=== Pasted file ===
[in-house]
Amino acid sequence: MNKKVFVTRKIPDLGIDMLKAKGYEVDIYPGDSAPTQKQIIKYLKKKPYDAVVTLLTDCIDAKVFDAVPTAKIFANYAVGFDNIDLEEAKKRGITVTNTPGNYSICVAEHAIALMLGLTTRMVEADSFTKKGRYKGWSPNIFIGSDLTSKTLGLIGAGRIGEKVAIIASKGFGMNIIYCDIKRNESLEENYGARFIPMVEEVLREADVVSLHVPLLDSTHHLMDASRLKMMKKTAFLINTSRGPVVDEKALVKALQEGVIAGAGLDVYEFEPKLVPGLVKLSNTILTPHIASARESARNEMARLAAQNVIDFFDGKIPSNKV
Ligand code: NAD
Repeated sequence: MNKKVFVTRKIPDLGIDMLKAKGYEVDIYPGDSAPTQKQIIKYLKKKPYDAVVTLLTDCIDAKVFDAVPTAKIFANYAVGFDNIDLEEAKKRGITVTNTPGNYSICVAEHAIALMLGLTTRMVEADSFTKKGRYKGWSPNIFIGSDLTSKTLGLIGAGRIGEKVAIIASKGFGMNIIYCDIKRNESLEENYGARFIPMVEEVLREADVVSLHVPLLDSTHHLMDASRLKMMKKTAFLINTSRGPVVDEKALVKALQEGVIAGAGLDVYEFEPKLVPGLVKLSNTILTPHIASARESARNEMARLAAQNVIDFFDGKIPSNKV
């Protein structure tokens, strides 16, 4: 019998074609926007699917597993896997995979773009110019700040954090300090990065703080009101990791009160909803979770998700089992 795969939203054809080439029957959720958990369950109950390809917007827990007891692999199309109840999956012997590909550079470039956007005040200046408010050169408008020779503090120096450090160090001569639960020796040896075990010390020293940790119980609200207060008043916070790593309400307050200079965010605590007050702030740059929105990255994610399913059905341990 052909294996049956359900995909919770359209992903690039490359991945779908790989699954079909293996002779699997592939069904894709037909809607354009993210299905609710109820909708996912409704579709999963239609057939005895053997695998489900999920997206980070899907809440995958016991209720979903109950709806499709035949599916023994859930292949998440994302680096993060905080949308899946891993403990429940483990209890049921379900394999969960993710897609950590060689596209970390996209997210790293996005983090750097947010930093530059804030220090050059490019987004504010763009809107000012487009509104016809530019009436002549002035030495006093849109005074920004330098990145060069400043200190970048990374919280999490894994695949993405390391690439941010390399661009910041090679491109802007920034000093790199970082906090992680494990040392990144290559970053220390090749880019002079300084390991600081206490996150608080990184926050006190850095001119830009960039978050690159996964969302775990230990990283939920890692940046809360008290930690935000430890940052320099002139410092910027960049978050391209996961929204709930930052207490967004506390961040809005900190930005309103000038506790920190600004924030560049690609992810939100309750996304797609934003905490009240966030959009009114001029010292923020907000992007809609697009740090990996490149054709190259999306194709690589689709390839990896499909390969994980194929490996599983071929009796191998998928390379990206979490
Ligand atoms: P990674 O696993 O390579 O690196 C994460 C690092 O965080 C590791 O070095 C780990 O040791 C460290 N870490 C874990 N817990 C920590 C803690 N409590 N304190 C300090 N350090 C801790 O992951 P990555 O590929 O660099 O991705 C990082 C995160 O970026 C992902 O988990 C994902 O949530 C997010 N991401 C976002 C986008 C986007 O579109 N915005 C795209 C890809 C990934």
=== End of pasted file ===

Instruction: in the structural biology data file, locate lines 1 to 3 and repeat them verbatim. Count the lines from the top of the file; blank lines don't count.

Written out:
[in-house]
Amino acid sequence: MNKKVFVTRKIPDLGIDMLKAKGYEVDIYPGDSAPTQKQIIKYLKKKPYDAVVTLLTDCIDAKVFDAVPTAKIFANYAVGFDNIDLEEAKKRGITVTNTPGNYSICVAEHAIALMLGLTTRMVEADSFTKKGRYKGWSPNIFIGSDLTSKTLGLIGAGRIGEKVAIIASKGFGMNIIYCDIKRNESLEENYGARFIPMVEEVLREADVVSLHVPLLDSTHHLMDASRLKMMKKTAFLINTSRGPVVDEKALVKALQEGVIAGAGLDVYEFEPKLVPGLVKLSNTILTPHIASARESARNEMARLAAQNVIDFFDGKIPSNKV
Ligand code: NAD